Friday, 27 May 2011


I know from one or two responses I have had in the past, and from reactions to former blogger Dr Crippen, that any criticism of our nursing colleagues is likely to generate a hostile response. In particular, questioning the wisdom and value of the nursing degree gets one the cyber equivalent of a poke in the eye.

But what the fuck is happening to nursing? And why? The media are awash with stories at the moment about the appallingly low standards of nursing care being given to our patients, particularly the elderly.

These failings have been highlighted by the Care Quality Commission who have criticised nursing care, using the damning phrase, “a failure  to attend to the most basic requirements of care” In one Trust they found doctors prescribing water to ensure patients had enough to drink. When you read this catalogue of failings in the Independent article it is clear that these are not isolated incidents.

It is easy to suggest that perhaps the media are blowing the problem out of proportion, but the stories are confirmed by our own experiences. I recently heard from a colleague who, during a ward round, came across an elderly blind patient whose breakfast had been placed down out of her reach. He was so appalled he interrupted the round and sat down to feed her himself. The nurses seemed to him unmoved.

There is no doubt in my mind that there is a profound difference in attitude between nurses who qualified recently, and those who qualified 20 years ago or more. The caring ethos seems to be fast disappearing. I have no evidence that the introduction of the nursing degree is in any way responsible, but it certainly has not led to improvements. The public are in no doubt however. To quote one unhappy relative “Because nurses are educated to degree level, they are contemptuous of low-level care. They think it’s beneath them.”
There is no doubt that reduction in nurse staffing levels, as happened in Stafford, is in part responsible for reductions in levels of care. But there is also a marked change in the attitude and ethos of our nursing colleagues that is frequently remarked upon, particularly by older nurses themselves, who are often scathing of their younger colleagues degrees.

Perhaps it is time to think again about how our nurses are trained.


  1. I think your final full paragraph encapsulates the problem - yet does not look deep enough to fully understand the complexities of operating as a nurse today.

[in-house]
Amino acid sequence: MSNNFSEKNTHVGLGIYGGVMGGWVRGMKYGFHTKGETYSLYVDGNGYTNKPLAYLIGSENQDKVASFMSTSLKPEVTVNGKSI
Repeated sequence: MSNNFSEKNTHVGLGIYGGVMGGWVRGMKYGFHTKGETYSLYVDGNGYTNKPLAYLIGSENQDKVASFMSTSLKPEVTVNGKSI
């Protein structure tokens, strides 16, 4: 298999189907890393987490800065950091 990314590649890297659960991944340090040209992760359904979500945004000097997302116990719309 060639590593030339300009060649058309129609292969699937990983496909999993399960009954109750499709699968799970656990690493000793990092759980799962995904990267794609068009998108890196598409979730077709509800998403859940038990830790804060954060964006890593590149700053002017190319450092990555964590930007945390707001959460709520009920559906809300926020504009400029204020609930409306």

Perhaps it might be helpful and informative if you read Militant Medical Nurses past posts on her blog.

    It is true that her style of angry writing is not every ones cup of tea - certainly not mine and although her style appeared to resonate with colleagues in a similar position as she, this style and continuous praise of degree nursing and rubbishing those who were not, her vehement onslaught on those who questioned her beliefs - non degree nurses, patients, relatives and indeed anyone with a contrary opinion - lost her important allies.

    That aside - she spoke the truth doc in that serious qualified understaffing has ramifications and patients will and do indeed suffer. The little nurses enjoying a natter at the nurses station will be HCAs and the nurse at the computer will be a qualified nurse completing required paperwork - which as we all know is more important than nursing itself, that is, according to management.

    It is also true that younger folk have different values from us oldies. Young degree nurses, non-degree nurses and HCAs appear (to me) to be self-interested, rude and have problems with their conscience - in that they don't seem to have one. I realise this is a gross generalisation and yes it is, so therefore would state that there are many good, kind and caring folk in nursing who exist within this 'age' group.

    Furthermore these attitudes, self-interest and sometimes downright rudeness also exist within the medical profession - again especially the younger generation. There is many a time - I am thinking GPs here as I am not hospital based - I have given them a mental two finger salute while spitting imaginary blood.

    Of course hospital docs (including the new rude variety) are not continually on the shop floor and do not understand the ramifications of understaffing leading to low moral - a patient will not be happy if the nurse is not happy - and the collusion of scapegoating nurses among (some) doctors who look but don't see and managers intent on slashing budgets.

    Until the real problem is addressed - serious understaffing, low staff moral and tolerance of nurses and HCAs who are in the wrong job as they patently don't care - it is unlikely things will change. Yet again, I will add that this uncaring attitued also presents in doctors.

    So doc - we should work together in sorting out this problem - not scapegoat and play into management's hands.

    Anna :o]

  2. I was not trying to scapegoat. What I was trying to point out is that, whatever the reason the reputation of the nursing profession is going down the pan. Are you old enough to remember a TV nursing drama called "Angels"? Slightly emetic title I know but it shows the image that nurses had 20 years ago, an image now lost.

  3. Dr Zorro

    "What I was trying to point out is that, whatever the reason the reputation of nurses is going down the pan."

    How true this is. I would reiterate that as long as this collusion amongst management (for it suits their purpose and hides the real reason of understaffing, etc) some docs who look but don't see, the media - God bless especially the Dail Mail, and until quite recently The Patients Association the reputation of nurses will continue to plummet - and they will be powerless to stop it for they are easy targets.

    I do remember "Angels" but would ask you to consider that safe staffing existed then, hence nurses had time to fulfil their role as angels.

    Anna :o]